IN October 2010 in San Diego, a group of anesthesiologists, sleep physicians, surgeons, emergency physicians, and basic scientists with an interest in sleep and anesthesia organized an American Society of Anesthesiologists preconvention symposium on this fascinating topic. This provided the impetus to form the Society of Anesthesia and Sleep Medicine (SASM) to promote discussion, education, development of clinical standards, and research related to issues common to anesthesia and sleep.
The SASM objectives are to:
* Promote the cross-fertilization of ideas between anesthesiology and sleep medicine.
* Encourage clinical and epidemiologic studies determining the associations between sleep-disordered breathing and perioperative risk.
* Examine methods of minimizing perioperative risk of upper-airway obstruction or ventilatory insufficiency in predisposed individuals.
* Explore the use of noninvasive positive airway pressure therapies to prevent and treat perioperative upper-airway obstruction or hypoventilation.
* Stimulate research aiming to better understand the similarities and differences between sleep and anesthesia as well as their impact on physiologic control systems.
Anesthesiology has evolved from a specialty based on procedures to a broader-based discipline.1
Anesthesiologists are involved in a wide range of perioperative duties and have an evolving role in the care of the surgical patient beyond the immediate perioperative period. The role of the anesthesiologist has changed from one of a physician primarily concerned with intraoperative care and postoperative pain management to one of a perioperative physician responsible for ensuring that patients with preexisting medical conditions are optimally managed perioperatively and beyond.2
Anesthesiologists have much to offer in mitigating risk to patients during the vulnerable period of perioperative care. Sleep apnea exemplifies a condition that requires expert guidance through the perioperative journey from preadmission to discharge and beyond and illustrates the potential for this broader perioperative role. Difficult airways have always been a prime concern of the anesthesiologist, and perioperative management of problems related to them is fundamental to anesthesiology practice.3–5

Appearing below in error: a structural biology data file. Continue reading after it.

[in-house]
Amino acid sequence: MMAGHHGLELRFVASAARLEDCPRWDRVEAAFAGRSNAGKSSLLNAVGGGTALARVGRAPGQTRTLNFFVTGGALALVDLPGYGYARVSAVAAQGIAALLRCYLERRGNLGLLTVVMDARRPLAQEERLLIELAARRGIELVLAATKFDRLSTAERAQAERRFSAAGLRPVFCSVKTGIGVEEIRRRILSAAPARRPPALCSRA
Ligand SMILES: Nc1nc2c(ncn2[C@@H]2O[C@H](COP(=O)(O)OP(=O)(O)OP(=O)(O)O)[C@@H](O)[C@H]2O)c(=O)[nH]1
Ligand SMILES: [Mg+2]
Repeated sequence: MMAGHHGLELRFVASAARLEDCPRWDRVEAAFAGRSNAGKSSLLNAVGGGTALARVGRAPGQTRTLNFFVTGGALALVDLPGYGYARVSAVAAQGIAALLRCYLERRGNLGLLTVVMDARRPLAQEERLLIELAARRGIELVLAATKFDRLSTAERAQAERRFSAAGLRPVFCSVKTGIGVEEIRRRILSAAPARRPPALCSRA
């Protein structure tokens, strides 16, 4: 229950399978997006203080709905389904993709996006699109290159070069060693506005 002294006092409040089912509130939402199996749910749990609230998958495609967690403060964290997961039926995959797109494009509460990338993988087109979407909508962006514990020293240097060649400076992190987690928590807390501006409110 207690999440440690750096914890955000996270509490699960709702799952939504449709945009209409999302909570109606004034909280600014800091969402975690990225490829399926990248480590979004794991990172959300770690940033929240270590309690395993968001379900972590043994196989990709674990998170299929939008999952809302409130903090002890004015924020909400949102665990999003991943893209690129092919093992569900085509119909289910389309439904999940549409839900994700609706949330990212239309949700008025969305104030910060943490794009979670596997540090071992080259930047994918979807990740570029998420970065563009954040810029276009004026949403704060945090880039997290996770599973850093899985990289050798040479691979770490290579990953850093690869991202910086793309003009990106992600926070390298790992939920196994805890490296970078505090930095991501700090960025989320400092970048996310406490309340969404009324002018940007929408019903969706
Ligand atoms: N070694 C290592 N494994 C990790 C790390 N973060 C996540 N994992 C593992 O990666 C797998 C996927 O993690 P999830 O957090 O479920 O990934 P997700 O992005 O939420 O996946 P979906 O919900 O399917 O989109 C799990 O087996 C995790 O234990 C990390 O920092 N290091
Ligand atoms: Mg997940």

Sleep apnea is now regarded as common, underdiagnosed, and associated with substantial morbidity and increased risk of postoperative complications.6–14
In the early 1990s a major epidemiologic study showed that obstructive sleep apnea syndrome (obstructive sleep apnea with overt symptoms) was found to be present in 2% and 4% of middle-aged women and men, respectively.6
Subsequent epidemiologic studies have demonstrated a clear association between obstructive sleep apnea and the development of hypertension, coronary artery disease, heart failure, stroke, and metabolic syndrome.7–9
Obstructive sleep apnea remains underdiagnosed and may be first recognized in the perioperative setting. Given the significant morbidity associated with obstructive sleep apnea syndrome, it is incumbent on the anesthesiologist—the perioperative physician—to ensure that arrangements are made for appropriate diagnosis and treatment when such possibilities are raised.
Sleep medicine and anesthesiology both are concerned with the significant changes in autonomic control associated with the loss of waking consciousness.15,16
Sleep medicine is a relatively new and vibrant specialty17
with a solid foundation in neuroscience.18
Sleep medicine has been enriched by active involvement of basic scientists and by many clinical specialties, including pulmonology, neurology, internal medicine, psychiatry, and otorhinolaryngology. Why not anesthesiology as well? Anesthesiologists are in a unique position to identify patients with potential sleep-related breathing disorders, optimize their perioperative management, and contribute to their continuum of care.19–25
We encourage anesthesiologists to embrace the role of perioperative sleep physician. Ample data now exist to support the view that anesthesiologists who understand sleep disorders will foster clinical practice, education, and research. We believe this is especially appropriate for a specialty in which airway management is such a fundamental concern.
A SASM steering committee has been formed [Norman Bolden, M.D. (secretary), Frances Chung, M.B.B.S. (vice chair), Matthias Eikermann, M.D., Peter Gay, M.D., David Hillman, M.B.B.S. (chair), Shiroh Isono, M.D., Yandong Jiang, M.D., Max Kelz, M.D., and Ralph Lydic, Ph.D.] to establish a database of interested clinicians and scientists, incorporate the Society, empanel a membership, and arrange for the election of a Board, which will then take over management. SASM is organizing another preconvention conference on October 14, 2011 at the American Society of Anesthesiologists meeting in Chicago. Anyone who wishes to consider joining the Society or attending the annual meeting is invited to contact its secretary, Dr. Norman Bolden, at firstname.lastname@example.org. The SASM website is www.anesthesiandsleep.org
. There is much work to be done, and we hope that many will choose to get involved in the Society's activities.
Frances Chung, M.D.,*
David Hillman, M.D.,†
Ralph Lydic, Ph.D.‡
*Department of Anesthesiology, University Health Network, University of Toronto, Toronto, Ontario, Canada. email@example.com. †Department of Pulmonary Physiology, Sir Charles Gairdner Hospital, Perth, Western Australia. ‡Department of Anesthesiology, University of Michigan, Ann Arbor, Michigan.
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© 2011 American Society of Anesthesiologists, Inc.